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GATLING BATTERY. This implement of Warfare was invented and Patented by R.J. GATLING, of Indianapolis, Ind. Nov, 1862. IT IS CONSTURUCTED AS FOLLOWS: Six heavy rifled barrels are strongly secured in a cylindrical form, to a solid breech piece of iron weighing nearly 100 pounds, which receives a shaft of he barrels on which the entire Gun revolves in an iron frame. Each barrel has its own lock independent, inserted in the breach piece, on a parallel line of bore of the barrel, and revolves simultaneously with the barrel. The breach piece with the locks are entirely encased with gun mettle, secure from dust or exposure. Inside the casing a cam ring is inserted, and made stationary to the casing, and is the only machinery required to operate the locks. Trunions are attached to the frame and rests on a heavy iron stand, and susceptible of any required degree of elevation or depression. The stand is fitted to a plate below, which is made fast to the carriage, and by means of a king bolt 1¼ inches in diameter, the gun is connected to the lower plate and carriage and an instantaneous Lateral train motion is obtained, or by means of an eccentric with a screw attached to the lever on the stand (which is used for a quick Lateral motion,) the sight of the gun can be brought to the object as perfect as with a rifle, and held while any number of discharges take place. The gunner can elevate or depress, and give a Lateral train motion if desired, while the gun is in operation. Two hundred cast steel chargers, three inches in length, accompany each gun, for the reception of the cartridges of fixed ammunition, (sometimes called copper cartridges.) The charges are placed in cases of 25 or more, and passed through a hopper, horizontally between the lock and barrel (until the explosion takes place,) by a forward motion of the lock, after which it instantaneously relieves part of the heat, and leaving the barrel open to receive a current of air through it from each succeeding discharge, until in the revolution it receives its next charge, thus obviating any heating of the barrels, to prevent the operation of the gun any length of time desired. The locks are simple in construction, and weighing about 2½ pounds each, composed of three pieces only, and in the motion required to perform their operation in holding the charger, is less than ¼ of an inch. The hammer is one part of the lock, and one of the three pieces before enumerated, and is drawn back by the cam ring, and attached to the casing, and the force is given by a spiral spring. All the lock hammers are moving on the cam ring at the same time, to off set on the sight line, which is about 1 inch. There are no complicated parts about these Guns or Batteries, and nothing liable to get out of order by its own use. These facts are derived by over 20,000 discharges of one gun or battery, and the exhibition of its operation without discharging over twenty times that number, (which is the same movement as when discharging,) and far more injuries to the working parts. The rapidity of discharge is entirely under the control of the operator, and any number from one up to two hundred per minute, at a range of a mile to a mile and a quarter, with as much accuracy as with a rifle. Five to eight men are only required to operate it, to its full capacity in action, and no infantry are required to support it, but will be found abundantly able to support itself, and a very effective support to infantry and heavy Batteries. It has been universally admitted by many of the best Army and Navy officers in the government service, who have witnessed the operation of these Batteries, that it would be next to impossibility to make a charge on them, with any effect, when well manned. But in case of a liability of capture, it can be totally disabled in less than one minute. There is no recoil to the Gun; hence, the balls are discharged with great accuracy in an unlimited number, at one sighting, and perfect safety to the operators. These Batteries can be used at long or short range, as experiments have convinced all who have witnessed the operation, established its capability and effectiveness against an advancing foe, or silencing Batteries within its range. For field service, these Guns are mounted similar to light artillery, to be drawn by one or more horses. The weight being about 1000 pounds, can be handled by men in action with great rapidity, when necessary.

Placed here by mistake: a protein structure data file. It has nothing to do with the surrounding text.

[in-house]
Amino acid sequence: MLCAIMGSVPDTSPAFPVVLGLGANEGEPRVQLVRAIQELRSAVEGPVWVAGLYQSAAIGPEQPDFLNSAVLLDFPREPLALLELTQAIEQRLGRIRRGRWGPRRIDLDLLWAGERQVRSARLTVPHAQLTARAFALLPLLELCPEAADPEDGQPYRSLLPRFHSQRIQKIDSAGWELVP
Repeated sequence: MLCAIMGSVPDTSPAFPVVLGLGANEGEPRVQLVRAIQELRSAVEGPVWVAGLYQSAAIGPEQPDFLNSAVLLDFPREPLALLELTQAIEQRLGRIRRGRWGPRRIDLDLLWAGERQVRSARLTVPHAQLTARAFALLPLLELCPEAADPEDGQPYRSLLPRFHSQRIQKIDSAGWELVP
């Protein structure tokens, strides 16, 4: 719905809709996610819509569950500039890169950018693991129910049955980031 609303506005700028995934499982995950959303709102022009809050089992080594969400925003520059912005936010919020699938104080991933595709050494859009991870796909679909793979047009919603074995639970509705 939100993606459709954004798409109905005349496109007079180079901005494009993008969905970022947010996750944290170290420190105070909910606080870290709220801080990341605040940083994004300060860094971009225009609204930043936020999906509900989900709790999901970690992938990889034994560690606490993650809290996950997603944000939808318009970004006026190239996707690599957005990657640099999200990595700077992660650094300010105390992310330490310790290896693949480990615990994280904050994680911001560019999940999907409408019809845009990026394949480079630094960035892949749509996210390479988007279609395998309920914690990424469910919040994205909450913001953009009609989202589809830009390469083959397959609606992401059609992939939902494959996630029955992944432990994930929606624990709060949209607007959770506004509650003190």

|Title||Advertisement For Gatling Gun & Battery Date Unknown|
|Description||An advertisement for the Gatling gun. The piece includes an explanation of the workings of the gun, how to handle it in battle, how to transport it, and the benefits of the gun.|
|Personal Names||Gatling, Richard Jordan, 1818-1903|
|Subject||Gatling guns; Advertising fliers|
|Size of Original||43 cm x 27.5 cm unfolded|
|Characteristics of Original||Typeset; 4 pages, double folded, the last two pages are blank; blue ink|
|Rights||This item is owned by the Jasper County Public Library. Permission to publish or reproduce this item is required and must be obtained from the Director of the Jasper County Public Library, Rensselaer, Indiana. Please visit www.myjcpl.org for more information.|